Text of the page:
Underground 3P Crusher powers on with cutting edge upgrades

Over the past year, the Electrical High Voltage and Crushing and Conveying teams have worked together to design and install important electrical improvements to increase the safety, efficiency and longevity of the 3P Crusher at our Mount Isa Copper Operations (MICO).

Positioned underground at Level 20, the 3P Crusher plays an important role in the ore handling process at MICO. Its main purpose is to reduce the size of the rock to more easily convey and transport the ore to the surface.

Crushers work by placing material between two parallel or tangent solid surfaces and forcing these together. This generates a great deal of energy with the material being pulverised into smaller pieces.

The 3P Crusher is based on Level 20 at our Mount Isa Copper Operations at Mount Isa Mines.
The Motor Protection Relay (MPR) and Power Quality Meter (PQM) are located in the Level 20 Substation.

The Electrical High Voltage and Crushing and Conveying teams worked hard to fit an upgraded Motor Protection Relay (MPR) and Power Quality Meter (PQM) to the 3P Crusher.

An MPR is an electronic device which is used to prevent damage to the crusher’s electrical motor, including damage caused by thermal overload, overcurrent, undercurrent, current unbalance and short circuiting.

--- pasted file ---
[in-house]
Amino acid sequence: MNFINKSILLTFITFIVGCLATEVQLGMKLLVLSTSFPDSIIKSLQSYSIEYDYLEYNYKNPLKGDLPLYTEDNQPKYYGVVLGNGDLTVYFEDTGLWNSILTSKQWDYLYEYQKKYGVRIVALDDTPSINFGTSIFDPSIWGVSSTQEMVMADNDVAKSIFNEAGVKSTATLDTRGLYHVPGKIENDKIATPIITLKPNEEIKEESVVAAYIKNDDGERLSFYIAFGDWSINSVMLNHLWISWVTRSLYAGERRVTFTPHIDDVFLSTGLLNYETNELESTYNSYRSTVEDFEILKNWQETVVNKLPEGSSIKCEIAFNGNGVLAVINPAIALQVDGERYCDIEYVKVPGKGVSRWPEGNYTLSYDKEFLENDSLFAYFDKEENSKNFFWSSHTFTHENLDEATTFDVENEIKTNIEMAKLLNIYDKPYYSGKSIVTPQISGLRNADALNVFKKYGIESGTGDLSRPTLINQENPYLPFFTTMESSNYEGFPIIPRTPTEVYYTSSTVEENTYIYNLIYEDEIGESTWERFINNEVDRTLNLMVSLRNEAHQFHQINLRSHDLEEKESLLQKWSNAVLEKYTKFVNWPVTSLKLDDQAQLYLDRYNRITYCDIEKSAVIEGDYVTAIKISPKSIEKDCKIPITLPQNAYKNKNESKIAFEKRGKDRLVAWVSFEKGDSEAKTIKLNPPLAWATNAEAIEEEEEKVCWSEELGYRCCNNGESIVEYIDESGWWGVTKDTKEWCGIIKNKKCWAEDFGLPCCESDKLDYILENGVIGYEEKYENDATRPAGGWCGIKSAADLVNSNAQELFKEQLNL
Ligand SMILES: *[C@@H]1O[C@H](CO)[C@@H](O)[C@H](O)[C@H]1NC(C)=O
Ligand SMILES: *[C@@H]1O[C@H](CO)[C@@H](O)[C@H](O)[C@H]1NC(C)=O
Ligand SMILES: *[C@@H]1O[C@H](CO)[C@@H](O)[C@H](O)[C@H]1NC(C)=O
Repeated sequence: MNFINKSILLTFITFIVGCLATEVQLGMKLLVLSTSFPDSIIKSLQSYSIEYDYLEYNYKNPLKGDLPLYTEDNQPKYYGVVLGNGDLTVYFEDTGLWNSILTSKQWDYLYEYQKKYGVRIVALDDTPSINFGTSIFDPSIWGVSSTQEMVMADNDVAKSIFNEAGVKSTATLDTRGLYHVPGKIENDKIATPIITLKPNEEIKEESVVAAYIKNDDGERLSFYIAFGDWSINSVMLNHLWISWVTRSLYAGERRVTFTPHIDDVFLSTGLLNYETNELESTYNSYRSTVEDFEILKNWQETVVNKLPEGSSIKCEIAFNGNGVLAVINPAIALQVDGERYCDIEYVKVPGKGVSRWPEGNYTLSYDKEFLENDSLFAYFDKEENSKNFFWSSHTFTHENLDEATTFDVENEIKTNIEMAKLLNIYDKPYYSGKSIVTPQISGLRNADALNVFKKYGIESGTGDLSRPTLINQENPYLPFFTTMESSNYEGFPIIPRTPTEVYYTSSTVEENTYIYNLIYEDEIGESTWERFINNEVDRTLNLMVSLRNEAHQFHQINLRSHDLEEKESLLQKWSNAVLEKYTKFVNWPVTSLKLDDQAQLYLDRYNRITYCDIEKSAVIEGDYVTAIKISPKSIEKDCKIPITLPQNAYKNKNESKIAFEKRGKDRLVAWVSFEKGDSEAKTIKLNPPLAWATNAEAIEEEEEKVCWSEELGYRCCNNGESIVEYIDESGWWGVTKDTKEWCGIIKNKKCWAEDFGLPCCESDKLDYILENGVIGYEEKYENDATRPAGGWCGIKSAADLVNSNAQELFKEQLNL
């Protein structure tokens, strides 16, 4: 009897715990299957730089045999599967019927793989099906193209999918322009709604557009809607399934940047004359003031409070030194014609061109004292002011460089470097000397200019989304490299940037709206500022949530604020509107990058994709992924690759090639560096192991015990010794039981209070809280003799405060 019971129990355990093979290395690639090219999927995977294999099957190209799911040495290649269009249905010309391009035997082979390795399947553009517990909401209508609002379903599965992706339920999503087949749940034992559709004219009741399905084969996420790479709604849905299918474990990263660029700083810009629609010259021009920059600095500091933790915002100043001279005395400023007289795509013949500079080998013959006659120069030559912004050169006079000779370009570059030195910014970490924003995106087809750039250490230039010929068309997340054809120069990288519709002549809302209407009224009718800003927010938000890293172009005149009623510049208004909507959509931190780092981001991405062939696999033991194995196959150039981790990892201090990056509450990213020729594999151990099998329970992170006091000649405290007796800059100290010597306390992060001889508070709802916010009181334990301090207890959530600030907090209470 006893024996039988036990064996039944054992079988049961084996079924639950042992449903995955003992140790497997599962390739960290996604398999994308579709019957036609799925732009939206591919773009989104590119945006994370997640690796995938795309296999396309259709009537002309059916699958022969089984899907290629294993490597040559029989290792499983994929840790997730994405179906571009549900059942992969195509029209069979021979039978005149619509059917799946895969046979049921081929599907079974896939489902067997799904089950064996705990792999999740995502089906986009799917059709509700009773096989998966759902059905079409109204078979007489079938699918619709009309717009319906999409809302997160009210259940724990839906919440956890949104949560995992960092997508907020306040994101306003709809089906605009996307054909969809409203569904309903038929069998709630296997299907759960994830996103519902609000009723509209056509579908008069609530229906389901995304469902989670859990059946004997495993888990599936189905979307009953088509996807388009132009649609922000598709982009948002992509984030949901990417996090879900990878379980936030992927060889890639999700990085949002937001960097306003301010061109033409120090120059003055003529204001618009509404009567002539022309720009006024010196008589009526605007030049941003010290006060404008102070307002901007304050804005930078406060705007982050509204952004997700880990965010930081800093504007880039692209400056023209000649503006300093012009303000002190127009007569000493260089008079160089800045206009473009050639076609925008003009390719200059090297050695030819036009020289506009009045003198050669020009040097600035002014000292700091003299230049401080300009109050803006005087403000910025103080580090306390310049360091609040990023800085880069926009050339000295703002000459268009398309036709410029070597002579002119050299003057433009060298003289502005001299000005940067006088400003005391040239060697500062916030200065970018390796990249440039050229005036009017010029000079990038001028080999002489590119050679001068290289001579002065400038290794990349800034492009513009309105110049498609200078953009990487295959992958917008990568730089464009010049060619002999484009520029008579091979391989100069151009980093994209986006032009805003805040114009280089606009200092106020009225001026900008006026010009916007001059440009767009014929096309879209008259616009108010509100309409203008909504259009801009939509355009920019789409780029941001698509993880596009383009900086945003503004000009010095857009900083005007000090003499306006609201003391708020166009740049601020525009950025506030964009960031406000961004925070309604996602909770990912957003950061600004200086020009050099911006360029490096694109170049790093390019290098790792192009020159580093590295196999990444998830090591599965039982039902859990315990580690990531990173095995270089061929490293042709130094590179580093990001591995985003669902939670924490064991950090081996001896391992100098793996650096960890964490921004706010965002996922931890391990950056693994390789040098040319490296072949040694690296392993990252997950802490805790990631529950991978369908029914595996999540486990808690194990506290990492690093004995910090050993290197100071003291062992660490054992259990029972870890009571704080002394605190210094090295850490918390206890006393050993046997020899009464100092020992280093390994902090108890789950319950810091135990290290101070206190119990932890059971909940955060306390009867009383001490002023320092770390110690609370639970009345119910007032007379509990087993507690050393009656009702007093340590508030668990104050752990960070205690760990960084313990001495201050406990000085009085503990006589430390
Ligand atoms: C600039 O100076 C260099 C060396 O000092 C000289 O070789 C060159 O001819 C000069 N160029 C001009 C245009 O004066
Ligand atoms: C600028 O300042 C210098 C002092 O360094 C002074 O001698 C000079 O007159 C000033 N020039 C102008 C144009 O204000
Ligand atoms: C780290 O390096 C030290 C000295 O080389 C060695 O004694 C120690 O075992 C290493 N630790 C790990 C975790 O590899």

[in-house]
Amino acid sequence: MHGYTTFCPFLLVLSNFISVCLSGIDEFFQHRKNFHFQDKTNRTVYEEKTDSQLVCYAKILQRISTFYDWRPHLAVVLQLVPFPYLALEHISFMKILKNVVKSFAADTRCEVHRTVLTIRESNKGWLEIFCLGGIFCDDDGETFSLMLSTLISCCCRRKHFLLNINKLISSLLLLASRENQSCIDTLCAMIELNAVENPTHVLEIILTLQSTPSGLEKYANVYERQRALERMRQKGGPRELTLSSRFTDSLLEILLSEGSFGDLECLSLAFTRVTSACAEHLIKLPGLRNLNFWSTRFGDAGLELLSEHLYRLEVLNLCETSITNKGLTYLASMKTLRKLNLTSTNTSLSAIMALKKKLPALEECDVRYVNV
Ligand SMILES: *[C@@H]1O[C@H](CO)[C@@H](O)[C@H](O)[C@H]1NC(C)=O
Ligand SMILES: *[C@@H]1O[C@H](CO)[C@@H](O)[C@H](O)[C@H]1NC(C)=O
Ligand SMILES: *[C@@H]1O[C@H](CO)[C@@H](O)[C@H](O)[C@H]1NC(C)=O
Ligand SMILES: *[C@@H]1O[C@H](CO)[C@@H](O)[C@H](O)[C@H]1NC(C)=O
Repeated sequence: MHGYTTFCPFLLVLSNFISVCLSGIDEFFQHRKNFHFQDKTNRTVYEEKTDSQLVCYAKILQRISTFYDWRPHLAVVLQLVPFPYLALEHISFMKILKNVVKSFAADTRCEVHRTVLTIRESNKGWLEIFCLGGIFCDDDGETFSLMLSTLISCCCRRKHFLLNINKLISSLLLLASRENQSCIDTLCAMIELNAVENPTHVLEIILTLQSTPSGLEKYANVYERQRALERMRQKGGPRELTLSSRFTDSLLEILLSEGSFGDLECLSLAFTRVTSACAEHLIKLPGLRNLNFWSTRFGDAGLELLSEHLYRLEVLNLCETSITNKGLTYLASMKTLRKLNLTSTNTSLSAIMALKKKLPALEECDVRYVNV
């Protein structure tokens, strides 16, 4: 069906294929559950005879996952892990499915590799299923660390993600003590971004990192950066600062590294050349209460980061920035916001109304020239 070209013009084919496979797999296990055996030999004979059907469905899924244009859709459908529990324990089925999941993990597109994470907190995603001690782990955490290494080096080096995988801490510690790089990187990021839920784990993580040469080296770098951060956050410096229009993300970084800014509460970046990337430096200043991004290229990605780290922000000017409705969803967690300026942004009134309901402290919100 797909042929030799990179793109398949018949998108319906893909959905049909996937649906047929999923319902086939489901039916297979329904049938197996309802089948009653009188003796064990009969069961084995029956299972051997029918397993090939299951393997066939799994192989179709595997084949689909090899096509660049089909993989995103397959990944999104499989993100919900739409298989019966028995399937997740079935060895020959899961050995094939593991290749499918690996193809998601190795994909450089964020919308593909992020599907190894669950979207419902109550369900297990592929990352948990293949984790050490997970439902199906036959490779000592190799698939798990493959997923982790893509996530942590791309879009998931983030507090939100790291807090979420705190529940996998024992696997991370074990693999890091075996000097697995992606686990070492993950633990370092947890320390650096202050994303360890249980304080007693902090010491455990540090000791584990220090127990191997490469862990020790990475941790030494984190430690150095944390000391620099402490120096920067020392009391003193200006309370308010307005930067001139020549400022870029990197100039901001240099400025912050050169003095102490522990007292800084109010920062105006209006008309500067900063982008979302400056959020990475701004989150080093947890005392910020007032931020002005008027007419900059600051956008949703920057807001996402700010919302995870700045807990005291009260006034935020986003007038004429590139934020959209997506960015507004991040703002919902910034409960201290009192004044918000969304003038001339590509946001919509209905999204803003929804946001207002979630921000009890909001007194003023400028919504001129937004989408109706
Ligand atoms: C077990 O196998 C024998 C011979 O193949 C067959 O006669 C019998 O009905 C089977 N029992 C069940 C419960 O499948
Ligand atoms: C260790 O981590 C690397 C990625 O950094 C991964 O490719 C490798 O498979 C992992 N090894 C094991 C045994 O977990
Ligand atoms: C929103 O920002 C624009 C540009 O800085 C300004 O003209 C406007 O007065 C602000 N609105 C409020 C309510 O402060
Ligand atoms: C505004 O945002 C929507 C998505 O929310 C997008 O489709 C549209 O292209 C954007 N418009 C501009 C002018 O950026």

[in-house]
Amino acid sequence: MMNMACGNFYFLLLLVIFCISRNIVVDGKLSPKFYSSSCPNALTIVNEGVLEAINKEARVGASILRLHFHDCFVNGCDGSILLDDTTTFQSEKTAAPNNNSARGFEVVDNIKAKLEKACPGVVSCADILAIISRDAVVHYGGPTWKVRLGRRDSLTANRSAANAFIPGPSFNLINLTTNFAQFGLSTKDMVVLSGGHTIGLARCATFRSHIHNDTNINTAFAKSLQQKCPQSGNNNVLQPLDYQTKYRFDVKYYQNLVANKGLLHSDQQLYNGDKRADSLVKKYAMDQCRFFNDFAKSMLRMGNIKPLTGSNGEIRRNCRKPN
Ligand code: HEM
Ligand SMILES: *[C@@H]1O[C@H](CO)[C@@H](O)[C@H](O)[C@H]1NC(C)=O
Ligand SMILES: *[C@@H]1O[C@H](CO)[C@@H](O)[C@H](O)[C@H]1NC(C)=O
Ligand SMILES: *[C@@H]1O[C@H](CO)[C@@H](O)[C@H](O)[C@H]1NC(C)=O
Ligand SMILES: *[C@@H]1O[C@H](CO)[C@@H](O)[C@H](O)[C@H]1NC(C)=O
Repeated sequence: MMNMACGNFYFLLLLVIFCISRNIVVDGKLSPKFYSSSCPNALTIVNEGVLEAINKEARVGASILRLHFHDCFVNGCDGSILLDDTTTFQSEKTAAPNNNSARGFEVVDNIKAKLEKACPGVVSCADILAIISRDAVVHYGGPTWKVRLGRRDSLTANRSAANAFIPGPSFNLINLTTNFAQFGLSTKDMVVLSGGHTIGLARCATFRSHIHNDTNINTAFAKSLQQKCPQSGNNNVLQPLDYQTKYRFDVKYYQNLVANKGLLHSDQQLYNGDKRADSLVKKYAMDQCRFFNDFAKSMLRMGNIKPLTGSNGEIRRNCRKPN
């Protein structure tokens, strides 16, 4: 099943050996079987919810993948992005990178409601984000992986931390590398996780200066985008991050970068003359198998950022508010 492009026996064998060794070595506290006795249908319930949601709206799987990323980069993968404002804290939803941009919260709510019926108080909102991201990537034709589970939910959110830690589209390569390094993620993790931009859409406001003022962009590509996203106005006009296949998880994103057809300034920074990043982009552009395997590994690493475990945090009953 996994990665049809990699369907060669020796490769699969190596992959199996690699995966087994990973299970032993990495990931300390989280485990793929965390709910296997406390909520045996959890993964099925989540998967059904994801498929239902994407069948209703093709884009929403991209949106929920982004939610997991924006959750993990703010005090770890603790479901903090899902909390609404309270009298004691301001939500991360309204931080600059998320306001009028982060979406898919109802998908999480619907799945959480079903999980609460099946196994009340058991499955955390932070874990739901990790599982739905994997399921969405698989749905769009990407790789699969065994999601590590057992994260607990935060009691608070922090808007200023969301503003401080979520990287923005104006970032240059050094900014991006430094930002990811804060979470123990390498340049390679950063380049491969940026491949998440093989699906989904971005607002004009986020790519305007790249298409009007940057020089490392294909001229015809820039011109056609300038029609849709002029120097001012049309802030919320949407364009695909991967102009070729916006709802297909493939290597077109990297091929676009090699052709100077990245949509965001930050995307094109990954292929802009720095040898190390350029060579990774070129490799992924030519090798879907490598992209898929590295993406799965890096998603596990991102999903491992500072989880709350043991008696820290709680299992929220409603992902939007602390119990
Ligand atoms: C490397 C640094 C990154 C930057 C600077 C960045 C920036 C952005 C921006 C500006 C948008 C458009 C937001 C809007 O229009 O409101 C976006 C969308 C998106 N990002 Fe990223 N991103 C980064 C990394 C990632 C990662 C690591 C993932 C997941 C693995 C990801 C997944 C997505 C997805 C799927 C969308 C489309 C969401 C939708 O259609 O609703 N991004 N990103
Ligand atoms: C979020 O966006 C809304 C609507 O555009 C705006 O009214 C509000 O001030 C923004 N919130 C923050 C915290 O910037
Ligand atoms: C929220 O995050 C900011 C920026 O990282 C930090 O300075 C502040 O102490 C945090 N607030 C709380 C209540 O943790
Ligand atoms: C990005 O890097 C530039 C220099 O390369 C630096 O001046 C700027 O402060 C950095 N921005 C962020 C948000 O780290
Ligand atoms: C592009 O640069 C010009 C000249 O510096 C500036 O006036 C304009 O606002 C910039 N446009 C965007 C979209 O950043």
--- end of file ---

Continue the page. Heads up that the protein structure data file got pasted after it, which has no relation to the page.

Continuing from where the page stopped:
The MPR protects the crusher, by identifying a potential fault and isolating the defective part of the motor from the operating part, preventing the motor from being damaged.

Located in the underground substation, this equipment is remotely connected to the Supervisory Control and Data Acquisition (SCADA) network, which means it can send real-time data to the MICO Engineering team on the surface about the status of the crusher’s motor.

Crushing and conveying is an essential process used in a range of areas across our Queensland Metals operations.
Ore travelling on a conveyor belt after being condensed by the crusher.

Queensland Metals High Voltage Electrical Superintendent, Peter Ferguson, says this equipment provides the ability to monitor the health of the motor remotely, while also offering much faster fault interruption reaction, creating a safer work environment within the substation.

The MPR also receives data from the crusher motor and calculates the optimal settings for the motor in order to operate at maximum performance while minimising the potential for damage.

“With the MPR in place we can substantially lower the potential failure of the motor which ultimately reduces downtime and lost production and the substantial costs in repairs,” says Peter.

On the other hand, the PQM examines, interprets and stores the raw energy measurement data, such as voltage, energy use, cost of power and electric current from the crusher’s motor.

Left to right: Mike Nyakureba - Distribution Control Officer, Benjamin Russell - Electrician Matthew Newton - Electrician, Andrea Fakos - Electrical Engineer and Christian Taylor - Leading Hand Electrician.

The PQM uses high-speed sampling to capture all aspects of the crusher’s power, which is then stored and available for future analysis and reporting.

“This allows our engineering team to analyse the data to predict and prevent any potential power quality problems with the crusher before they happen, therefore reducing the likelihood of equipment malfunction, overheated circuits and system failure,” Peter says.

“The project to install PQMs across our underground high voltage network provides us with the ability to remotely monitor loading, current flow, voltage fluctuations and power availability.”

“It is a huge improvement in our ability to safely and efficiently control our network,” says Peter.